Advisors continue to voice concerns about the Ontario Retirement Pension Plan, even as Queen’s Park moves to iron out other challenges to implementation.
“It’s going to affect small business negatively,” says Kingston, Ont., advisor Jason Howes, who like other advisors in the province wanted the government to move in the direction of private pension funds. “It is really a lot like adding a new tax.”
While Howes stresses that his opinion of the ORPP is strictly his own and not that of his employer, it is an opinion that is shared across the financial investment sector, and by the vast majority of small business owners.
One business owner quoted in a recent Globe and Mail
story estimates the pension plan will cost his family-owned business, which employs 30 people, about $12,000 to $15,000 a year per person, outside of contributions.
Those concerns resonate with advisors, who appreciate the rationale behind creation of the ORPP, but point to better ways of encouraging more Ontarians to save for retirement.
“It is something that should be taught right from elementary school, because a lot of people don’t know how to balance a chequebook,” he says. “Tax incentives would definitely create a solution for families to save money; because people definitely aren’t saving enough for retirement.”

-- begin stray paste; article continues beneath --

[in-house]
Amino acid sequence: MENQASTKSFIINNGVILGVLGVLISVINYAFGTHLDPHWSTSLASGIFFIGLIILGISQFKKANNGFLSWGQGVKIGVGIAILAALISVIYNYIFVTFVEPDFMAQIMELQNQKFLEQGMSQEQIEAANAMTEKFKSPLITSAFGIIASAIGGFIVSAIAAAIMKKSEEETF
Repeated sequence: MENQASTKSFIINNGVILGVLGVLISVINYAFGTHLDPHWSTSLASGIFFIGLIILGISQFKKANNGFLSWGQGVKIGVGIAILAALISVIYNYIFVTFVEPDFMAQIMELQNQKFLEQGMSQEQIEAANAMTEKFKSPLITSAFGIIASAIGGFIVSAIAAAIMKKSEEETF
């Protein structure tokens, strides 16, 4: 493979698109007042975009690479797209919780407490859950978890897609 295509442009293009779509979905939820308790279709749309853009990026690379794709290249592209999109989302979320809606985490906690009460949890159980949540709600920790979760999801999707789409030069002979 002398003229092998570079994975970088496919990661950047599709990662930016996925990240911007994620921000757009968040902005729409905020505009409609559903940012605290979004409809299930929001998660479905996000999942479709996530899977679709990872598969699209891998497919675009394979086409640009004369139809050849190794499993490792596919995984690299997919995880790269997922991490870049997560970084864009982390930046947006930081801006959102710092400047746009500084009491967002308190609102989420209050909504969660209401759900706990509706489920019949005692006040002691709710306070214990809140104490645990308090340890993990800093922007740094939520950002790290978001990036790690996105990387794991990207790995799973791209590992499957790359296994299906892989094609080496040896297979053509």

As to how much is enough to retire on, Peter Wouters, director, tax retirement and estate planning services, wealth with Empire Life, says that retirees will need 100 per cent of their consumption dollars and some extra money in the early, active years of retirement for the special trips and experiences they have dreamed about for years; with the actual replacement income goal dependent on marital status, whether they own a home, have children, or how much money was being earned.
The details of what ORPP will eventually look like are few and far between, but what is known is that if clients have an employer-matched RRSP plan, they will be expected to pay an extra 1.9 per cent from their paycheques for participation, with employers matching. As currently constructed, those plans are not considered adequate.
Defined contribution plans that meet the province’s standards will be exempt.